"The TNIV is more accurate than its remarkable predecessor, the much-loved NIV, while retaining all the readability of the latter. It is a version I can use with confidence, whether I am speaking at a university mission, or in a Bible conference anywhere in the English-speaking world. I am deeply impressed by the godliness, linguistic competence, cultural awareness, and sheer fidelity to Scripture displayed by the translators. Thirty or forty years from now, I suspect, most evangelicals will have accepted the TNIV as a 'standard' translation, and will wonder what all the fuss was about in their parents' generation — in the same way that those of us with long memories marvel at all the fuss over the abandonment of 'thees' and 'thous' several decades ago.
- D.A. Carson, Ph.D, Research Professor of New Testament, Trinity Evangelical Divinity School


“The TNIV is a fine translation whose goal of being sensitive to the English of its audience opens up the Word, especially to those who may not be familiar with Scripture. The use of alternatives in the marginal notes helps the reader see where the translation is disputed. It is clear, concise, and contemporary. In my book, that is three for three.”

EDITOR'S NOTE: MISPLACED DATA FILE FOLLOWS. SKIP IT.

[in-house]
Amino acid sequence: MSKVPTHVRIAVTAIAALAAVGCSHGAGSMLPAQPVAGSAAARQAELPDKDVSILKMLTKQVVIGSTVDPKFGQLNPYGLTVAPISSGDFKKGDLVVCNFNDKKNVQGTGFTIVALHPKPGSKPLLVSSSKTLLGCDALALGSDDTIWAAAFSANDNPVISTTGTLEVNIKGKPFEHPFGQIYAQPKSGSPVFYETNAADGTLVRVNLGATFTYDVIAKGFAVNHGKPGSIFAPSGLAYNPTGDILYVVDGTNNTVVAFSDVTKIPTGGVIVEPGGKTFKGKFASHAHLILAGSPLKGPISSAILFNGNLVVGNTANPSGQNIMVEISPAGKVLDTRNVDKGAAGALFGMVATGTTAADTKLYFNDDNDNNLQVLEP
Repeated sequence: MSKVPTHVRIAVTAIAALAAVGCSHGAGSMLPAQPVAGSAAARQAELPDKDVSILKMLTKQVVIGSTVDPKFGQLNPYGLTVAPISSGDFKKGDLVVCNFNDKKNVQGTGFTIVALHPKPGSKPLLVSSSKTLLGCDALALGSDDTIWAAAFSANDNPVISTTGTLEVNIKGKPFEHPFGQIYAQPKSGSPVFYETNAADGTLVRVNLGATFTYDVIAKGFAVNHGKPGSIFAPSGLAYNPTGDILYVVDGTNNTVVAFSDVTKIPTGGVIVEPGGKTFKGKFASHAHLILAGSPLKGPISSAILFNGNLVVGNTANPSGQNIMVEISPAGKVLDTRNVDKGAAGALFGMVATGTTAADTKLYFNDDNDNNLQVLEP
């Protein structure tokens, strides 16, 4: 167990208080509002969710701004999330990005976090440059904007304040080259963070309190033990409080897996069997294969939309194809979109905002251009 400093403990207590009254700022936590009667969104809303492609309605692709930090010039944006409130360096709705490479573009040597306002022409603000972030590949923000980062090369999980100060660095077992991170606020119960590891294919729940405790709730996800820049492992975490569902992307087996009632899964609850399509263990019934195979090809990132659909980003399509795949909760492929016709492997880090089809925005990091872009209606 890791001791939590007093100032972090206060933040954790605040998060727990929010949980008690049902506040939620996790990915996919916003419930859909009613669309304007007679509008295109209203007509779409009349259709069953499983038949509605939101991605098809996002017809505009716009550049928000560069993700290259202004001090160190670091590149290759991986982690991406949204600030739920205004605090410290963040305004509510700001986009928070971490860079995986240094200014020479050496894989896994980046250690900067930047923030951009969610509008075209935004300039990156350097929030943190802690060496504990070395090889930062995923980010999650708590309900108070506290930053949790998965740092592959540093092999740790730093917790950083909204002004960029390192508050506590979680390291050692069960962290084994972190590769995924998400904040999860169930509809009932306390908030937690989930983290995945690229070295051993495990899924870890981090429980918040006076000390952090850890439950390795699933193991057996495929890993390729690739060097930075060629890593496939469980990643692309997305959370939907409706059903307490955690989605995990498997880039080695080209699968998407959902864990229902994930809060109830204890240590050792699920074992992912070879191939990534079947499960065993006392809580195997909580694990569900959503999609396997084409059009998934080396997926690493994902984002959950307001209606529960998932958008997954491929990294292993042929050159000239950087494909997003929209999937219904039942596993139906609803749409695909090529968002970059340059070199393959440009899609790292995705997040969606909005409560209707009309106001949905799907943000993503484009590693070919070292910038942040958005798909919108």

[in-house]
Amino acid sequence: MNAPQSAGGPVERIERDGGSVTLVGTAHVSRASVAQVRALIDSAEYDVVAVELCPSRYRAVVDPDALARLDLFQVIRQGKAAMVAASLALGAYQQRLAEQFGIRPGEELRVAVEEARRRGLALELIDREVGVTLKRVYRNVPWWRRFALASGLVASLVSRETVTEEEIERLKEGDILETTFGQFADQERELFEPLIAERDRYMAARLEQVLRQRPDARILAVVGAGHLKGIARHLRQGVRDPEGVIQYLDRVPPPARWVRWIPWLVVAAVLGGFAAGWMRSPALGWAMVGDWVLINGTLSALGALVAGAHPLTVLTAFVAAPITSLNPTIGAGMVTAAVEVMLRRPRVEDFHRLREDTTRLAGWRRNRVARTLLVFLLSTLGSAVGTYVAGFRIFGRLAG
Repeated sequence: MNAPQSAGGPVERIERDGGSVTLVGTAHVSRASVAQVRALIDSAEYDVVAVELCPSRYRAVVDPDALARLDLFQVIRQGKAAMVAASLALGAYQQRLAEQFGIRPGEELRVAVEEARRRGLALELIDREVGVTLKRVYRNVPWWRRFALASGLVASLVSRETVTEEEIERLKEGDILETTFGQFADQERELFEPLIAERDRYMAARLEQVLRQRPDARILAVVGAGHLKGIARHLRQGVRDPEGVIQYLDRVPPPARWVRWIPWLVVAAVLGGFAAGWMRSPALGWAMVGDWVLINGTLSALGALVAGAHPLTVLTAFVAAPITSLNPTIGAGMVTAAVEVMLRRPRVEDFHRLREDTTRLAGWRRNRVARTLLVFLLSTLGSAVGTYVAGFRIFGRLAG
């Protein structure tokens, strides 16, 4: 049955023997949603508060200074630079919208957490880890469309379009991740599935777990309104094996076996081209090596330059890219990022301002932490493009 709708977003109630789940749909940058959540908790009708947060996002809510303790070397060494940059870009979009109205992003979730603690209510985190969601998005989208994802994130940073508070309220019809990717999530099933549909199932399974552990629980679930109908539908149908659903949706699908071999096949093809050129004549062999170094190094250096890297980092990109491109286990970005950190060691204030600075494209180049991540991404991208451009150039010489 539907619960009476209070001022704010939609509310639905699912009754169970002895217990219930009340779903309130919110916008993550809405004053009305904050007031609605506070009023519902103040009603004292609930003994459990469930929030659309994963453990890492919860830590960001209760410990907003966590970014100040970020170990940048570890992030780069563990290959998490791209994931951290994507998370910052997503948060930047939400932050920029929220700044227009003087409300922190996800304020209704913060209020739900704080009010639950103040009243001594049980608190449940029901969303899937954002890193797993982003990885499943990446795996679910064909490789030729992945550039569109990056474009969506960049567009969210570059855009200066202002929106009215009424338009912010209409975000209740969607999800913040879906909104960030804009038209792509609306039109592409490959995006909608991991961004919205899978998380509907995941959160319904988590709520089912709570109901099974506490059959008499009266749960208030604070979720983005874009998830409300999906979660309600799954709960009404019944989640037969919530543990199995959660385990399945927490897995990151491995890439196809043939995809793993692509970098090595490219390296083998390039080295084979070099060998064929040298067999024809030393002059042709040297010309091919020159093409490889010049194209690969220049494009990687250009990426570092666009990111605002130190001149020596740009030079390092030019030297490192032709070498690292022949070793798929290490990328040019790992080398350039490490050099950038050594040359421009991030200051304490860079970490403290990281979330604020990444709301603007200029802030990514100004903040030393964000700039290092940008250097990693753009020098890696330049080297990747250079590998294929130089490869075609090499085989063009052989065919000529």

- Darrell Bock, Ph.D. Research Professor of New Testament Studies, Dallas Theological Seminary


"It has never been easy to distinguish between a 'translation' and a 'paraphrase'. Translations tend to go for contemporary scholarship at the expense of contemporary language, whereas paraphrases tend to sacrifice accuracy for relevance. Today's New International Version is highly successful in combining both scholarly accuracy and linguistic relevance."
- John R. W. Stott, Rector
Emeritus, All Souls Church; President, London Institute for Contemporary Christianity;
Author, Basic Christianity


"The Reformers of the 16th century translated the Bible into the vernacular languages of their day so that 'the farm boy at his plow and the milk maid at her pail' could read and understand the Scriptures in their everyday speech. The TNIV stands in this same tradition. I predict the TNIV will have a shaping influence on the English of the future, even as it reflects today's contemporary idiom."
- Timothy George, Th.D., Executive Editor of Christianity Today, Dean of Beeson Divinity School


"The TNIV is an exciting translation for the present time. It is written in contemporary English and is completely accurate to the original languages."
- Tremper Longman III, Ph.D., Robert H. Gundry Professor of Biblical Studies, Westmont College